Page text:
The Daily Item, Sunbury, PA


June 13, 2014

Job-searching tips for the over-50s

There are about 77 million baby boomers (born between 1946-1963) in the United States, and some estimate that 42 percent are delaying retirement and 25 percent say they'll never retire.

The challenge is that for those over the age of 50, it takes 20 percent longer to get hired than a similarly trained 41- to 45-year-old.

Recently, I served as the keynote speaker for a career expo for an "Over 50" group of job seekers sponsored by the Jewish Council for the Aging, Fairfax County, Va., and The Washington Post's Capital Business weekly. More than 1,000 attended, including numerous employers, and it offered many informational sessions. I delivered my top 10 career tips for the over-50 job seekers:

1. Network.

One of the best ways to get a job is by a recommendation from someone you know. You should be networking with people who can provide you with referrals — friends, family, mentors, past colleagues, people at companies you are targeting, etc. It is critical to always carry business cards with you. Use these events to brand yourself. Practice introducing yourself in less than 30 seconds: Give your "elevator pitch" (eye contact, smile, firm handshake), and be sure to share something unique to stand out.

2. Prepare for the process.

The job application process is not the same as it was in the past. You could be asked to complete various assessments, be part of multiple interviews, be asked to give presentations, among other hurdles. Take the time to find out what you might encounter.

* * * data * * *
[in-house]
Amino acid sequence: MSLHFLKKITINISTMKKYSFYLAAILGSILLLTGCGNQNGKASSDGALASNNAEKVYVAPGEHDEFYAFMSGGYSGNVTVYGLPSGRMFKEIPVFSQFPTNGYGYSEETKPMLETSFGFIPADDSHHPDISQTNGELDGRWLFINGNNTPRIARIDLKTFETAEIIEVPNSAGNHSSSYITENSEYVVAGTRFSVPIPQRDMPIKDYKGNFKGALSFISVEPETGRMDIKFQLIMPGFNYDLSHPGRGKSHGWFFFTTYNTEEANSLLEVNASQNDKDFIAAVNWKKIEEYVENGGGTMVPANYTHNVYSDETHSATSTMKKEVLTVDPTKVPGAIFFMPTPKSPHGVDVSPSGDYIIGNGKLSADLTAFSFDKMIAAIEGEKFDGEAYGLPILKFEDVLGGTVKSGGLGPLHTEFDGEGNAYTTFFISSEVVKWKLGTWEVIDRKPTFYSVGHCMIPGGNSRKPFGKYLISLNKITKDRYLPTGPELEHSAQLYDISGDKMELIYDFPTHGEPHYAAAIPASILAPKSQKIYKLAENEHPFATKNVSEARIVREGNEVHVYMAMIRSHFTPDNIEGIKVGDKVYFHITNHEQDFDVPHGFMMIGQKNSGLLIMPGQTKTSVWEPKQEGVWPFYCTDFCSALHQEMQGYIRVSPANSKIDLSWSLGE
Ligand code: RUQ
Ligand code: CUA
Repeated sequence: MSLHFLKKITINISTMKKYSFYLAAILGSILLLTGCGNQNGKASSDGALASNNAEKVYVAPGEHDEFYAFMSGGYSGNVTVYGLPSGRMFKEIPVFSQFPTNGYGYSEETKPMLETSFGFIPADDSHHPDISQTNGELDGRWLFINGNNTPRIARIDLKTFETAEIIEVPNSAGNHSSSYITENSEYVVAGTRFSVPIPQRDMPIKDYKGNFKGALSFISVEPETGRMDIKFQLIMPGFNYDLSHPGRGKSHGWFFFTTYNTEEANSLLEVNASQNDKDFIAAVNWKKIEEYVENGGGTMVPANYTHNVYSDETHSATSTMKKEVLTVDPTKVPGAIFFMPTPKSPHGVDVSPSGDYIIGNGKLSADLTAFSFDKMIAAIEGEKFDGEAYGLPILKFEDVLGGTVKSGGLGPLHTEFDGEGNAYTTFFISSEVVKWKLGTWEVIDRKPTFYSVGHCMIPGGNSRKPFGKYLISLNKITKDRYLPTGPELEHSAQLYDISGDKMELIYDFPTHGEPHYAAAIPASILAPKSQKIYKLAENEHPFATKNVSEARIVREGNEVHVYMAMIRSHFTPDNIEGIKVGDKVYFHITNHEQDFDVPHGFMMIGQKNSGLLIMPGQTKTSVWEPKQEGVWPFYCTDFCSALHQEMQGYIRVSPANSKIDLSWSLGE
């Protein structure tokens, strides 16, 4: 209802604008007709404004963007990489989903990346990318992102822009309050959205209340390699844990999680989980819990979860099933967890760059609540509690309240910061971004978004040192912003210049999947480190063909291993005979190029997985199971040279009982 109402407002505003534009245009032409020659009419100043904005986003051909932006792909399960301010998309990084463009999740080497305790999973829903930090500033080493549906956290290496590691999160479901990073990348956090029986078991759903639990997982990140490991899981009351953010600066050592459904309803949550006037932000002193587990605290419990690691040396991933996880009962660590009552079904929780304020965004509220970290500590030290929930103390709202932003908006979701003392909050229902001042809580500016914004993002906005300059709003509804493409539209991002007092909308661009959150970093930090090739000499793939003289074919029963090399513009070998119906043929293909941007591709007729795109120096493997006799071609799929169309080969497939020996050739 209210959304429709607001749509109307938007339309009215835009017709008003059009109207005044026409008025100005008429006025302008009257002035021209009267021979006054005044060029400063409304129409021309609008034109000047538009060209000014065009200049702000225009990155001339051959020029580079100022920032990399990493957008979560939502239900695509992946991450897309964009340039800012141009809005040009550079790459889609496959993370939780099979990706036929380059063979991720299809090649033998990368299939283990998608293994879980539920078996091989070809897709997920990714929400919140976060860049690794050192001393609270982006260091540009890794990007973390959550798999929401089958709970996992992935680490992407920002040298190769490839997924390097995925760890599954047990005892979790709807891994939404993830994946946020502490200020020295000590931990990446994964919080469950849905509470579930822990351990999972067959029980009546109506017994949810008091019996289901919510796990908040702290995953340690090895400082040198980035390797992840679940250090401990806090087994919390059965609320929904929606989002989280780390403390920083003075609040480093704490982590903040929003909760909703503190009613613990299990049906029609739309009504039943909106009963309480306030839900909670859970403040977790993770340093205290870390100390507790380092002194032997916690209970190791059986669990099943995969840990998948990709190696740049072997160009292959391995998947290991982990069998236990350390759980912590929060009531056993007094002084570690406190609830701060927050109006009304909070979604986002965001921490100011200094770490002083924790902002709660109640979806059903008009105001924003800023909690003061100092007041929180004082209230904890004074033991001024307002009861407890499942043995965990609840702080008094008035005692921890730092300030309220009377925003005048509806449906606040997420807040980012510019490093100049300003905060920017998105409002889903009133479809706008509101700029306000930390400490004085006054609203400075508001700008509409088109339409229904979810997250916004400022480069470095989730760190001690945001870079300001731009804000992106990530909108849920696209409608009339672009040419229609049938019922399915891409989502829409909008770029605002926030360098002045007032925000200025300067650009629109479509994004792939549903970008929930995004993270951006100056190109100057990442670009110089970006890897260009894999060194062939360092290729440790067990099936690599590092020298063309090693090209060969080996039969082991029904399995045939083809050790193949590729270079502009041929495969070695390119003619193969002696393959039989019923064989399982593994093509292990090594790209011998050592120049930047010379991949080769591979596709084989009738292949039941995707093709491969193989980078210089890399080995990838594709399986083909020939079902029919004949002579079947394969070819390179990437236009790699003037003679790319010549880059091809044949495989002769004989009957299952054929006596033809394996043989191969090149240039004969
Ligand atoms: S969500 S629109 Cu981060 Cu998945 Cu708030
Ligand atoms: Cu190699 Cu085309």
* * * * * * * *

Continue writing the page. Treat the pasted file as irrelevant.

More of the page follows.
3. Update your resume.

Focus on highlighting the past 10-15 years of skills and jobs rather than your entire 30+ years of experiences. Employers want to know whether you can do the job now, not what you did over your entire lifetime. If possible, fill in gaps in your resume with activities such as volunteer work, classes, certifications, starting a business, etc. List all technology credentials, including recent training and certifications. Try to leave off age identifying information (dates you went to college; older skills, such as obsolete programming languages). Be sure you have your resume information on LinkedIn and other career-oriented websites.

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